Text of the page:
m2, for a total of $14,210,000. For this estimate, we have used the 2017
general property revaluation (this was due to be revised in 2020 but has been
deferred due to COVID) of $1400 per m2, factoring in a 45% increase (based on
average land value increase from 2014 to 2017).
Land value = 7,000m2 x $2030 = $14.210 million
Total construction cost = $60.86 million
Chart 4. Cost of construction – example development
Chart 5. Sources of finance – example development
Table 2. Tenure split – example development
For KiwiBuild first home buyer units, we have assumed the sale prices as per the above table.
We have assumed that the KiwiBuild homes will be sold in the first year, returning $23 million.
10 x KiwiBuild studios – $440,000 x 10 =
10 KiwiBuild 2-bed – $560,000 x 10 = $5.6 million
20 KiwiBuild affordable rental – $650,000 x 20 = $13 million
$6 million will be used to pay off the government loan, whilst the remaining $17 million will be paid towards the principle.
Progressive home ownership
Three types of progressive home ownership are available, including shared ownership, rent to buy and leasehold. We have assumed shared ownership will be used in this example.
Table 3. Progressive home ownership – example development
The occupant share will be sold in the first year, returning $18.55 million, which is paid towards the principle.
Retained equity share (by provider) – $7.95 million
We have not allowed for tenancy management / wrap-around services. We have assumed maintenance and rates to be paid by occupant.
Long-term affordable rentals
Housing is generally considered ‘affordable’ if households are spending 30% or less of their disposable household income on housing costs. The median annual household disposable income (after tax and transfer payments) for Auckland for the year ended June 2019 is $78,461. The median annual household equivalised disposable income for Auckland is $42,183. Using this method, household members are made equivalent by weighting according to their age using the OECD equivalence scale.
- For one-bedroom units, we have assumed 1 adult ($42,183 x 1) = $42,183 median annual household disposable income.
- For two bedroom unit, we have assumed 2 adults and one child under 14 ($42,183 x 1.8) = $75,929 median annual household disposable income.
- For three bedroom units, we have assumed 2 adults and 2 children under 14 ($78,461 x 2.1) = $88,584 median annual household disposable income.
By this measure, we have assumed affordable rents will be set as follow:
Table 4. Affordable rental income – example development
We have not made any allowance for the Income-Related Rent Subsidy.
Maintenance (allow $1000 per
property per year) – $60,000 annual
Property management (allow 5% of overall) – $62,000 annual
Rates – 1-bed ($1,394 per unit) x 60 = $69,700
Rates – 2-bed ($1,641 per unit) x 60 = $82,050
Rates – 3-bed ($1,826 per unit) x 60 = $91,300
Table 5. Affordable rental outgoings – example development
Monthly operating costs = $18,269
Monthly income remaining after operating costs = $85,079
Repayment of principle
At this point, the principle is now $25.31 million.
Table 6. Mortgage repayments – example development
Mortgage repayments calculated using the interest.co.nz mortgage calculator. 3.69% interest rate assumed.
Monthly mortgage repayments = $103,363.
Based on our modelling, there is a $18,284 monthly shortfall.
For the affordable rentals, we have not made any allowance for the Income-Related Rent Subsidy – accessing the subsidy for some rental properties would raise the amount paid to market levels and increase revenue.
Additional revenue and zero-interest finance may be available to support the Progressive Home Ownership component. The current government Progressive Home Ownership pilot includes long-term interest-free loans and grants for tenancy services, and in all likelihood will be extended (provided Labour and the Greens are able to form a government).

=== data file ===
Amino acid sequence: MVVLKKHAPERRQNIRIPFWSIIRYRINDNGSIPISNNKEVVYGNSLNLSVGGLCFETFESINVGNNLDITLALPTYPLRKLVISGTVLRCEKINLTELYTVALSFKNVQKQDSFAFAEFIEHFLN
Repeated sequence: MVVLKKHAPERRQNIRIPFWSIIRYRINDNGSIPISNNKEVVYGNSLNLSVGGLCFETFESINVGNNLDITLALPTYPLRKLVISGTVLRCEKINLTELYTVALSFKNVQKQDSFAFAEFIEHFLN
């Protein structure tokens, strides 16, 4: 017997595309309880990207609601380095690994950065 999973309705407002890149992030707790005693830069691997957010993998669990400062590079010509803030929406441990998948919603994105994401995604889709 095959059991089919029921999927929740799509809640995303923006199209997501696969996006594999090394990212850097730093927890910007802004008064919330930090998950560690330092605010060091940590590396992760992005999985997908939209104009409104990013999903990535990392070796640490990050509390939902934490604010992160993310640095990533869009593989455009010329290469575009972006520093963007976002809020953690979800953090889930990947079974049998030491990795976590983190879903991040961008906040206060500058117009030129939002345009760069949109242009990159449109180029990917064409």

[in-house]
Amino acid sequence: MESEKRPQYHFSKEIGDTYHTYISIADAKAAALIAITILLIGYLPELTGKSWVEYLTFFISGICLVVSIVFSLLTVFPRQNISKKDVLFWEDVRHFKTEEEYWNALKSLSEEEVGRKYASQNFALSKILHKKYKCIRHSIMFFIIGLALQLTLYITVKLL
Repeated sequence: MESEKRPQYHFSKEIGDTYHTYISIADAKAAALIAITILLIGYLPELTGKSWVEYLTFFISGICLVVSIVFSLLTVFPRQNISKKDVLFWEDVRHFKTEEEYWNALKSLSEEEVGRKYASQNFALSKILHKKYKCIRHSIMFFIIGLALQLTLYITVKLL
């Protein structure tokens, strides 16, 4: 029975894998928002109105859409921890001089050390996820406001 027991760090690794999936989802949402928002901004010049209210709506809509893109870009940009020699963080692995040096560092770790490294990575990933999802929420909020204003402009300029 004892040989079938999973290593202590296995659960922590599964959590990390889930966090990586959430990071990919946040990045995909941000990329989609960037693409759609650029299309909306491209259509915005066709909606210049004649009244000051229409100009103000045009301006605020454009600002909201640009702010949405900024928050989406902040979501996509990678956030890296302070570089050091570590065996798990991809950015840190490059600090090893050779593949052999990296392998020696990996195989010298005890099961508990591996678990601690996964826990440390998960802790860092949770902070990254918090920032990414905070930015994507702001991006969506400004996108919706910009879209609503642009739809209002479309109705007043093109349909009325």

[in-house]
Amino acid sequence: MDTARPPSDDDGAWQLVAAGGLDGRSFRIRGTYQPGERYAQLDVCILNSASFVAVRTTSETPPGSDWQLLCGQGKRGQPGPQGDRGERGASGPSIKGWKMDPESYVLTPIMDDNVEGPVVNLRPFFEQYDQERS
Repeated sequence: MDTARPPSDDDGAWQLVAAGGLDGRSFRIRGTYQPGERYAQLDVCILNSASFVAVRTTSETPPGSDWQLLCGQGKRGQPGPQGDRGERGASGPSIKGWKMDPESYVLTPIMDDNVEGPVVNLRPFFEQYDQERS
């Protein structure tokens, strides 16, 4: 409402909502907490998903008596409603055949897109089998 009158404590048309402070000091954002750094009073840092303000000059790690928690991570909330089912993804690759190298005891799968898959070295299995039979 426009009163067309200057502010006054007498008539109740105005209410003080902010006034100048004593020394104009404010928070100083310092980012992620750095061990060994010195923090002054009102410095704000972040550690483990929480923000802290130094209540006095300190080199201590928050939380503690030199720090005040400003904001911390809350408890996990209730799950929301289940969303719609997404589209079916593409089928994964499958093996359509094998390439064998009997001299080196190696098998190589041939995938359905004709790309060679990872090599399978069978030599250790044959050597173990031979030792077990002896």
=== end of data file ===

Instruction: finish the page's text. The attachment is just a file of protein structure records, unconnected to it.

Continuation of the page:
If an additional interest-free long-term government loan of $7.95 million (plus potentially additional grant funding to cover tenancy management and wrap-around services) is made to cover the shared equity component, which could be repaid once the occupants repay their mortgage for the 70% occupant share, and take out a second mortgage for the 30% provider share. If a longer-term interest-free government loan is received, that number is brought down to $17.360 million, with monthly mortgage repayments of $79,807.
Will it work?
Broadly, yes. To work in an Auckland context, the interest-free government loan would need to be increased, potentially to cover the provider-retained component of progressive home ownership properties. Accessing the income-related rent subsidy for some affordable rental properties would also increase income (and therefore project viability).
Will it make a difference for Māori?
Māori median incomes are lower overall – this may impact access, particularly in an overheated market like Auckland. One potential criticism of the KiwiBuild policy is the focus on one-, two- and three-bedroom properties, rather than the larger whānau homes required by many whānau Māori. Providing larger homes as part of the affordable housing component may threaten the viability of the model (unless the tenure split or levels of government investment are reconsidered).
That said, the example above is just that – an example. Long-term interest-free government loans, as well as government underwriting to enable providers to access private finance, have the potential to support providers, including iwi, hapū and Māori community providers, to deliver stable, healthy, affordable housing embedded in transit-oriented communities.
Disclaimer: The lead author of this series, Jade Kake, provided contracted independent policy advice to the Green Party, which contributed to the development of the Homes For All policy. Policy advice was restricted to the ‘supporting papakāinga and Māori housing solutions’ and did not form part of the ‘clearing the housing waiting list’ or ‘increasing the supply of affordable rentals’ policy items. This policy advice was provided in an independent capacity and not on behalf of Te Matapihi, which is a non-partisan organisation. The Green Party have been provided with the opportunity to review our analysis.
This is the third article in Te Matapihi’s Māori housing election year series. Each of the subsequent articles will tackle a political parties housing policy, under the sub-headings of availability, affordability, quality and security, with a focus on what these all mean for Māori. The series will conclude with a ‘scorecard’ comparison of what works, what doesn’t, and what’s likely to make a difference for Māori.